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Coronavirus: Views on Volatility through a Historic Lens

By Dan Tolomay, CFA


Inboxes have been especially full lately. The contents are not e-mails from worried clients but from other members of the financial services industry. Everyone, it seems, has thoughts on the Coronavirus and market volatility. And this is not new. After the crisis in 2008, any blip in the markets generates a frenzy of commentary.

Such reactions set a tough precedent. Reacting to every decline runs the risk of “crying wolf” and having the message passed over. Sporadic publications may cause readers to wonder if one event is more or less serious than another. Lastly, failure to address each price decline may be perceived as being dismissive or aloof.

Hopefully, the commentary below provides some perspective on recent events. We do not (nor does anyone else) possess any unique insight that will tell us how long this will last or what the magnitude will be. What we do know is that we expect volatility from equity markets. Higher risk equates to higher expected returns. We are aware of the situation and view it as a normal component of investing in stocks.

The headlines pertaining to the spread of the Coronavirus around the globe and the increase in the number of infected are unsettling. Of primary concern is the health and well-being of people around the world. We remain hopeful that coordinated global containment efforts and common sense precautions will slow and eventually cease the outbreak.

Of secondary concern is the impact the epidemic is having on financial markets. Is it different this time? Yes, this time it’s Coronavirus. Last time it was Ebola. Before that Zika. The following graphic from The Wall Street Journal summarizes market reactions to recent epidemics.

It is not our intent to diminish any of these events. Rather, we seek to highlight the fact that this type of event has happened before and markets reacted the same way – by processing information. The recent volatility can be unnerving, but it proves that markets are working. Declines occur when market participants reassess their views of the future. Governments, companies, and individuals are all trying to figure out what is next. These reviews translate into uncertainty.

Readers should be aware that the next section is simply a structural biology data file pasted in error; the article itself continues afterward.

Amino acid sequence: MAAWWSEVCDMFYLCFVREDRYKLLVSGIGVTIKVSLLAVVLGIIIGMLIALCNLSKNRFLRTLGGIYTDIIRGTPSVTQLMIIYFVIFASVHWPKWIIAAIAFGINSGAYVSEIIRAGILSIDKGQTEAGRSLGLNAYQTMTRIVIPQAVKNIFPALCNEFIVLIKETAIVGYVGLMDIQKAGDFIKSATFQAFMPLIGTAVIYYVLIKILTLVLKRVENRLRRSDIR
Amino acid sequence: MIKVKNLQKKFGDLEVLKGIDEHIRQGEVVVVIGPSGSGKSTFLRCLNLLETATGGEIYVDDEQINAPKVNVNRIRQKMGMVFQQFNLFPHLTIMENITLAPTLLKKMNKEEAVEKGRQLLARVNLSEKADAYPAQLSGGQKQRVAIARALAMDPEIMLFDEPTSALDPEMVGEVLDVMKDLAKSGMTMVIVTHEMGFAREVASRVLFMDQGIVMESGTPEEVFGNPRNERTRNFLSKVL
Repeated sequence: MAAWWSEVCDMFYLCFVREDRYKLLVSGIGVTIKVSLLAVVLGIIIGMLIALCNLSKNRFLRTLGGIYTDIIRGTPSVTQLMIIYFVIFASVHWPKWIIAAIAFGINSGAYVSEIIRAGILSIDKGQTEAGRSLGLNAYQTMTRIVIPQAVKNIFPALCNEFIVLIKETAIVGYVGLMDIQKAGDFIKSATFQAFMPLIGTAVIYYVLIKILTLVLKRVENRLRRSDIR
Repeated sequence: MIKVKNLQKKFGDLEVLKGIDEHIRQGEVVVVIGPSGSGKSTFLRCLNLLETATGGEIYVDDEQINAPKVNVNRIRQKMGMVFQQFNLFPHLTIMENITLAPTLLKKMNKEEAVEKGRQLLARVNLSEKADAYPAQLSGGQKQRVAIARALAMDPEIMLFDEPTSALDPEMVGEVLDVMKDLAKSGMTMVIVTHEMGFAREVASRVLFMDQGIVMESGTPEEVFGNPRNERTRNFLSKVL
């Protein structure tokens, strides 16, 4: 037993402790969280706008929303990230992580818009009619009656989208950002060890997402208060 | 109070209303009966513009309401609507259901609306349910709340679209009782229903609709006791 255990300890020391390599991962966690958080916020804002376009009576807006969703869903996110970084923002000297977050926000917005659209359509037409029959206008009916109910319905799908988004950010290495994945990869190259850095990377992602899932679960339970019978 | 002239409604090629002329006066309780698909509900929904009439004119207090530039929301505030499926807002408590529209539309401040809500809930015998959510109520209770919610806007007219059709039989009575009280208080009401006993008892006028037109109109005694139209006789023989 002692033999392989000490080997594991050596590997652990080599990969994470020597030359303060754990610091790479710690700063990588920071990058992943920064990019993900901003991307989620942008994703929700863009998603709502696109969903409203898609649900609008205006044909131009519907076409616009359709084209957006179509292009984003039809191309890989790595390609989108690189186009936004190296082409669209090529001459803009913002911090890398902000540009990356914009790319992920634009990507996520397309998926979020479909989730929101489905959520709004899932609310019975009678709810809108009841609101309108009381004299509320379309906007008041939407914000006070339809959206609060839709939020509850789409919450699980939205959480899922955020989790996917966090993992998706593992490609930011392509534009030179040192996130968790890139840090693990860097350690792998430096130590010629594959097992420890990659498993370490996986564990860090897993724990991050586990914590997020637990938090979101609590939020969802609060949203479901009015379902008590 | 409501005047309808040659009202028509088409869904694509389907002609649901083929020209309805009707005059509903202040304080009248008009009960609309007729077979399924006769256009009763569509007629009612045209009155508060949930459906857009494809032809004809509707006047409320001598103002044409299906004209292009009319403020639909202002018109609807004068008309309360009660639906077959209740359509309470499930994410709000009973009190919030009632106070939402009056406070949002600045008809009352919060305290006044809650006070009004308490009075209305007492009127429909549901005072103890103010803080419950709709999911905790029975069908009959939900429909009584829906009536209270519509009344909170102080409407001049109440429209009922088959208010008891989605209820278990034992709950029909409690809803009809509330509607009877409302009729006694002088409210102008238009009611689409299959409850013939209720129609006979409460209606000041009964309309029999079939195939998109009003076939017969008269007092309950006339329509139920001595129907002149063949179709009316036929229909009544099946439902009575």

Unknowns are risky. Consider, for example, that you are buying a used car. Despite your diligent research, there is still an element of uncertainty. What if it looks, sounds, and drives fine but there is an unseen issue? You may build in a margin of safety (via paying a lower price) to allow for something to go wrong (i.e. a needed repair). The same concept applies to stocks. When risk increases, higher returns are required for investors to bear that risk. Higher returns are achieved by paying lower prices for “risky” assets like stocks. Prices will settle at a level that provides a positive expected return for exposure to the perceived hazard.

Every market stress is different in its duration and magnitude. But, looking at past events, we see that markets have rewarded investors for bearing risk.

Perspective on historical volatility may help put the recent selloff in context. The chart below looks at the S&P 500 from 1980 through the end of February 2020 on an annual basis. Over that time, the average annual return (blue bars) has been about 10%. There has been quite a bit of variance around that average.

However, within any year the noise is louder but common. On average, the S&P saw an intra-year decline of -14%. And, to the upside, the average intra-year advance was +23%.

It may be tempting to try to miss those declines and capture those increases. Again, the data paints a sobering picture.

As we’ve seen in the past few weeks, volatility – both down and up – tend to occur together. So, an attempt to avoid big losses may very well mean missing big gains, too. And missing a few of those can be devastating.

Times like these can be stressful and you may feel helpless. So, what can you do?

1. Ask yourself if anything has changed with your personal situation that would merit a change to your asset allocation. If so, discuss with your advisor. If not, stay the course.

2. Avoid the risks that you can. For example, diversify your portfolio.

3. Control the controllable. Keep your investment costs down and more will stay in your pocket.

4. Have faith in markets to set prices at a fair level and provide a return commensurate with the risk being borne.

Please stay healthy and safe. If you have any questions, please let us know.



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